Growing up in Rugby, the first gigs that Vinita went to tended to feature the Spacemen 3. Through them, she discovered bands such as Suicide and the Velvet Underground.

“It’s so embarrassing, but I used to drive round Rugby with the window down blaring out ‘Frankie Teardrop’, thinking I was so cool.”

Vinita was still a teenager, living at home with her parents. She often had to be quite cunning in order to get to live shows. Her parents weren’t keen on Vinita going to gigs, but half the time, they didn’t know she was going to shows anyway:

“I would tell them I was studying at a friend’s house and then get on a train to Birmingham to stay with the Sea Urchins, or go and see live bands,” she says. “It was very difficult for me to get out to shows, because my parents were very protective, and I was young, it was a small town, and they didn’t know what was going on at these shows. I remember going to see Fields of the Nephilim, and coming out covered in flour, and my mum crying in the car outside.”

Still young, in her late teens, Vinita started working at Cheree records with Nick Allport. Though they both loved the bands that they represented, working at Che wasn’t always a happy experience.

“I do have an issue with sharing, delegating and putting my trust in people, which stems from when I was at Cheree Records,” says Vinita. “Me and Nick had a difficult time with our financial backers, and we felt a bit screwed over. They treated me like shit, calling on me to make the tea for them and stuff like that. I was only 18, I was painfully shy, and I was from a small town, and it took a lot of years for me to start believing in myself.”

Che was co-founded by Vinita and Allport in 1990 as a way to get more control over the roster and the overall running of the label. An offshoot of Cheree Records, it put out records by bands such as Tindersticks, Fuxa and Backwater, and scored bona fide top 40 hits from Ursei Yatsura and Lilys.
In 1997, Vinita branched out on her own with Rocket Girl, launching with a split seven inch from the legendary Silver Apples and Windy & Carl. The first album release was a Spacemen 3 tribute album, featuring the likes of Mogwai, Arab Strap, Piano Magic and Low.

The label went from strength to strength, building up an impressive roster and a good reputation. The label was even the subject of a BBC documentary in 2001. Things hit a low point in 2002, however, when Vinita’s work schedule got the better of her.

“I kind of burnt out in 2002, when I had five bands touring at the same time. All these records were coming out at the same time, and we had a Rocket Girl Night at the ICA, on 02/02/02. By the summer, I was absolutely exhausted. I can’t really put into words what happened, but I went to the doctor’s and burst out crying. I think I was fluey or had a cough that wouldn’t go away or something, and the doctor said ‘How are you feeling generally?’ and I burst into tears.”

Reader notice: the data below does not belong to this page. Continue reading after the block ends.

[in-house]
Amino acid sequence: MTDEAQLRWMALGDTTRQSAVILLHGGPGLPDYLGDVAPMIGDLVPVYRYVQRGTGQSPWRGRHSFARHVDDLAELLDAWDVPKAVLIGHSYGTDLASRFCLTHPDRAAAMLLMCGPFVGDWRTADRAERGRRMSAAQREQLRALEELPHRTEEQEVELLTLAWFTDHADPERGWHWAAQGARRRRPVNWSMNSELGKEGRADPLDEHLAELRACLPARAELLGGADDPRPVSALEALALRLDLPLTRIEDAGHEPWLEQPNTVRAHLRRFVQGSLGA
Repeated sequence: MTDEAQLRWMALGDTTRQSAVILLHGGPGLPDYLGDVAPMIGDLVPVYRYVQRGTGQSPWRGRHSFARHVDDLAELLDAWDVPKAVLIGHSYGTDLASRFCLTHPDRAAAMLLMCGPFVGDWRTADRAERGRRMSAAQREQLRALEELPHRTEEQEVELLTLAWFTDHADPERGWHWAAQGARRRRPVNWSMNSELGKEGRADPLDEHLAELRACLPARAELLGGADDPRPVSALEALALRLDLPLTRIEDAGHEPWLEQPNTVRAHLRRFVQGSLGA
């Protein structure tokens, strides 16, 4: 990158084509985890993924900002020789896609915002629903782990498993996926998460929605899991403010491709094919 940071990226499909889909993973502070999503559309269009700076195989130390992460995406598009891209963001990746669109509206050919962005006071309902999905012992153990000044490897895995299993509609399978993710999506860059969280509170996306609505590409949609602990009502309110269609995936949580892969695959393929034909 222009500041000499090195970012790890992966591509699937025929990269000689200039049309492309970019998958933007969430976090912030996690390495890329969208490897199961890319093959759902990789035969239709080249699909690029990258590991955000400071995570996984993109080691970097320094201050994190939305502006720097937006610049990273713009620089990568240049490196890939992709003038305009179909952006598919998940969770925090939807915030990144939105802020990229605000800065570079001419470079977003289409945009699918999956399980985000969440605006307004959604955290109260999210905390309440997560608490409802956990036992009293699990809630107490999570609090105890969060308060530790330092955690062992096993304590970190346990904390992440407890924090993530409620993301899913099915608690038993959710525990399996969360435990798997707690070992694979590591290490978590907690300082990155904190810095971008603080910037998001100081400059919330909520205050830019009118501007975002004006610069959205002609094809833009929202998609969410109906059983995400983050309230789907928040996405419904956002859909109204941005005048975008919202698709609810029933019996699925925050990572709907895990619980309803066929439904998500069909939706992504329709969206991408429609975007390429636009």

It was at that point that Vinita realized that she needed to take a break once in a while, and to sleep every now and again. She spent a bit of time “being a couch potato” as prescribed by her doctor.

Rocket Girl’s bands also started winding down for a bit of a break, and Vinita found herself working for Bella Union, while also continuing to run Rocket Girl. She worked with them for two and a half years.

Since, then, Vinita has managed to get the work balance right and has managed to maintain her reputation for putting out good, interesting music. She now also does consultancy work for Fat Cat and One Little Indian Records.

“Everything I’ve been through, with Cheree and Che Records has brought me to this point, even burning out,” she says. “There have been a lot of bad times as well as good times, but it’s all brought me to where I am now, so I can’t really knock it, because I think where I am now is such a healthy place.”

Vinita loses herself in thought for a moment, mulling over her time in the music industry, how things have changed. She finally takes a peanut.

“When I started Rocket Girl, I think I was driven by a lot of anger, and a need to prove people wrong. I think that’s why I burnt out. I’m not driven by anger any more. I’m driven by a love of music, and I’m doing everything for the right reasons.”









Related Links:




Commenting On: Interview with Vinita Joshi - Rocket Girl








ie London, England

tick box before submitting comment
 


First Previous Next Last